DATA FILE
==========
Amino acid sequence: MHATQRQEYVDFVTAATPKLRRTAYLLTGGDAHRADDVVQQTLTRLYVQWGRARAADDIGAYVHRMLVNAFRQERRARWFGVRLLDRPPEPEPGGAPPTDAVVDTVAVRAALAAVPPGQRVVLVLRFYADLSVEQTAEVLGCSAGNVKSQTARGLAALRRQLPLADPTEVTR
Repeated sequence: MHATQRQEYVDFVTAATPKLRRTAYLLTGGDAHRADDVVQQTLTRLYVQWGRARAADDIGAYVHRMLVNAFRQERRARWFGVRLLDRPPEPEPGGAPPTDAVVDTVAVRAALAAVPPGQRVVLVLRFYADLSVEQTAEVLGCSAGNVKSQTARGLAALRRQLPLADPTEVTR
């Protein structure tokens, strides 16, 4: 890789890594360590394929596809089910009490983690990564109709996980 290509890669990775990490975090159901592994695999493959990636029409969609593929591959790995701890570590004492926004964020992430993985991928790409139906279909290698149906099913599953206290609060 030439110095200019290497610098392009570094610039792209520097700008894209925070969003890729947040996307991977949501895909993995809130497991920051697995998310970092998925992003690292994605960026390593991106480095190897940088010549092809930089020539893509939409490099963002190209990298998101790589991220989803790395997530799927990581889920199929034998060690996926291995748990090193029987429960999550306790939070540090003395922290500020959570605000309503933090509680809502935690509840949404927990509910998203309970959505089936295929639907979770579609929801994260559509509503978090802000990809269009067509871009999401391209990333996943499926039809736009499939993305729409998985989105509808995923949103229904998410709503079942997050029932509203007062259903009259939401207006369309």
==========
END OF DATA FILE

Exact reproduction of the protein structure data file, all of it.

Amino acid sequence: MHATQRQEYVDFVTAATPKLRRTAYLLTGGDAHRADDVVQQTLTRLYVQWGRARAADDIGAYVHRMLVNAFRQERRARWFGVRLLDRPPEPEPGGAPPTDAVVDTVAVRAALAAVPPGQRVVLVLRFYADLSVEQTAEVLGCSAGNVKSQTARGLAALRRQLPLADPTEVTR
Repeated sequence: MHATQRQEYVDFVTAATPKLRRTAYLLTGGDAHRADDVVQQTLTRLYVQWGRARAADDIGAYVHRMLVNAFRQERRARWFGVRLLDRPPEPEPGGAPPTDAVVDTVAVRAALAAVPPGQRVVLVLRFYADLSVEQTAEVLGCSAGNVKSQTARGLAALRRQLPLADPTEVTR
């Protein structure tokens, strides 16, 4: 890789890594360590394929596809089910009490983690990564109709996980 290509890669990775990490975090159901592994695999493959990636029409969609593929591959790995701890570590004492926004964020992430993985991928790409139906279909290698149906099913599953206290609060 030439110095200019290497610098392009570094610039792209520097700008894209925070969003890729947040996307991977949501895909993995809130497991920051697995998310970092998925992003690292994605960026390593991106480095190897940088010549092809930089020539893509939409490099963002190209990298998101790589991220989803790395997530799927990581889920199929034998060690996926291995748990090193029987429960999550306790939070540090003395922290500020959570605000309503933090509680809502935690509840949404927990509910998203309970959505089936295929639907979770579609929801994260559509509503978090802000990809269009067509871009999401391209990333996943499926039809736009499939993305729409998985989105509808995923949103229904998410709503079942997050029932509203007062259903009259939401207006369309």